The plaintiff has the burden of showing that collectively asbestos was a substantial cause of his disease. Claims are frequently filed even if the plaintiff was a smoker and if he can demonstrate asbestos' role as a substantial cause, damages are allocated between asbestos and tobacco.


Silica is also a carcinogen though the evidence associating it with lung cancer is not as compelling as that of asbestos. Silica claims typically involve many of the same issues as asbestos. Can plaintiff demonstrate exposure to a particular product (s) and show the exposure contributed to his disease. Absence or inadequacy of warnings, instructions and recommendations for product use are a part of both cases. Along with a medical expert, an industrial hygienist or other expert may provide a report discussing the nature and levels of exposure, particularly if they exceed established standards. For example, a sandblaster might aver that he was exposed to substantial quantities of air-borne silica beyond threshold limits during his work and that the manufacturer failed to provide warnings of the dangers of this process, and recommendations for masks, ventilators and yearly pulmonary screening. Who has the responsibility for insuring safety conditions - employer or manufacturer - is a frequent question.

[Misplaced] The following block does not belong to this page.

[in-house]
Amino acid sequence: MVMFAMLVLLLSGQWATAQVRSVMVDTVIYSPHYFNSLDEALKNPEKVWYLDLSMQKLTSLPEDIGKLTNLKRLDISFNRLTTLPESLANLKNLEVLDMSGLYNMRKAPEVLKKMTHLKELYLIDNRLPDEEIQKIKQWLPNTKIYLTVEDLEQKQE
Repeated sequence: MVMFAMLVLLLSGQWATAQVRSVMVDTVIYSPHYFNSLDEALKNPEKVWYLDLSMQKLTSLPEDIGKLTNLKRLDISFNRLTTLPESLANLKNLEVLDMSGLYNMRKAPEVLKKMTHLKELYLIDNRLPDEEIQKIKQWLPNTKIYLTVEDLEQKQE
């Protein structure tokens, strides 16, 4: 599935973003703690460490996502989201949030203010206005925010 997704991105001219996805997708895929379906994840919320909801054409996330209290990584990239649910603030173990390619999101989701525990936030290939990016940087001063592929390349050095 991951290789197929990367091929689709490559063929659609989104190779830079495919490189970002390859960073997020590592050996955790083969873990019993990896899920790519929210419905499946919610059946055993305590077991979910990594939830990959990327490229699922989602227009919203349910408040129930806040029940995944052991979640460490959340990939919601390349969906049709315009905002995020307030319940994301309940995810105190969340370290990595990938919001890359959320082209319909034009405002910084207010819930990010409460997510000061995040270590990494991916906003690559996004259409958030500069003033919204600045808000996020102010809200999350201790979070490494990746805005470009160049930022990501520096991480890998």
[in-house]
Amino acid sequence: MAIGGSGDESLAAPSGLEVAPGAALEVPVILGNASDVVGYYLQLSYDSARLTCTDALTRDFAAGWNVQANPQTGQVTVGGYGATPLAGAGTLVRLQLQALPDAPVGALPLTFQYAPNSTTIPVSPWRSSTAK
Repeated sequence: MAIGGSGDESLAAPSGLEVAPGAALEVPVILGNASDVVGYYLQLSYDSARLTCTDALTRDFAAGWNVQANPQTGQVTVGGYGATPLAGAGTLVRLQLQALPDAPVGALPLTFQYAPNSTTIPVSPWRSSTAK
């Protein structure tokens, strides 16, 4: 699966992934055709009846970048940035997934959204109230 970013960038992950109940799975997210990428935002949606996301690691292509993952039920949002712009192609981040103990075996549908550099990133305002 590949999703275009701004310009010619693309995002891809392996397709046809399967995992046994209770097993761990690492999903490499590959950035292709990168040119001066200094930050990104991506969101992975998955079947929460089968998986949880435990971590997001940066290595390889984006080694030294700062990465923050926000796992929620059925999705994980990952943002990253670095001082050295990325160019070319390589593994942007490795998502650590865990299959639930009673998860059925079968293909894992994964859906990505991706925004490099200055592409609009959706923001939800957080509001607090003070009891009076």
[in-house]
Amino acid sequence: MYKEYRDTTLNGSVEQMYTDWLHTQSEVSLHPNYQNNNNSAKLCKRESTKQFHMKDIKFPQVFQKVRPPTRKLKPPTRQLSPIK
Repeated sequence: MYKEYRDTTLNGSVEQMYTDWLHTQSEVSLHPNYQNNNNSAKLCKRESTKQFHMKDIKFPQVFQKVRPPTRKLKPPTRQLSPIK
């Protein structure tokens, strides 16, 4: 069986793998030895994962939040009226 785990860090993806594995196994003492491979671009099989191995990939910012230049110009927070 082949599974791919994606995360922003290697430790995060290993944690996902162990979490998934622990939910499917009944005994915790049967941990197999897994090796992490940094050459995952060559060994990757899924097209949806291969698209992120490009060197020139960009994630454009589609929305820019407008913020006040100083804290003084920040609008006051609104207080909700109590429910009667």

Lung cancer medicine overview

The disease is divided into basic categories non-small cell lung cancer (NSCLC) and small cell. NSCLC represents about 85 percent of cases and is comprised of adenocarcinoma, squamous cell, and large cell. The three types were categorized together because they were thought to behave in a similar biologic fashion and respond to treatment. Today much research focuses on subtle differences particularly in cellular behavior.

NSCLC, the focus of most claims is divided into stages 1-4. At stage one, the tumor is limited to the lung and the primary treatment is surgical removal of the tumor with a 60 percent 5 year survival rate. At stage two the tumor has infiltrated adjoining lymph nodes reducing survival though surgery is still used. At stage 3, the tumor has infiltrated distant lymph nodes. This stage is divided into 3A and 3B and complex surgery combined with chemotherapy used for stage 3A, while chemotherapy is the primary treatment for 3B. Long-term survival is problematic. By stage 4 the tumor has gone on to metastasize to another organ and survival rates are generally less than two years. Chemotherapy is the principal treatment for stage 4 with a combination of drugs employed if the patient can tolerate it. There is a partial response rate of about 25 percent but frequent recurrence and chemotherapy resistance.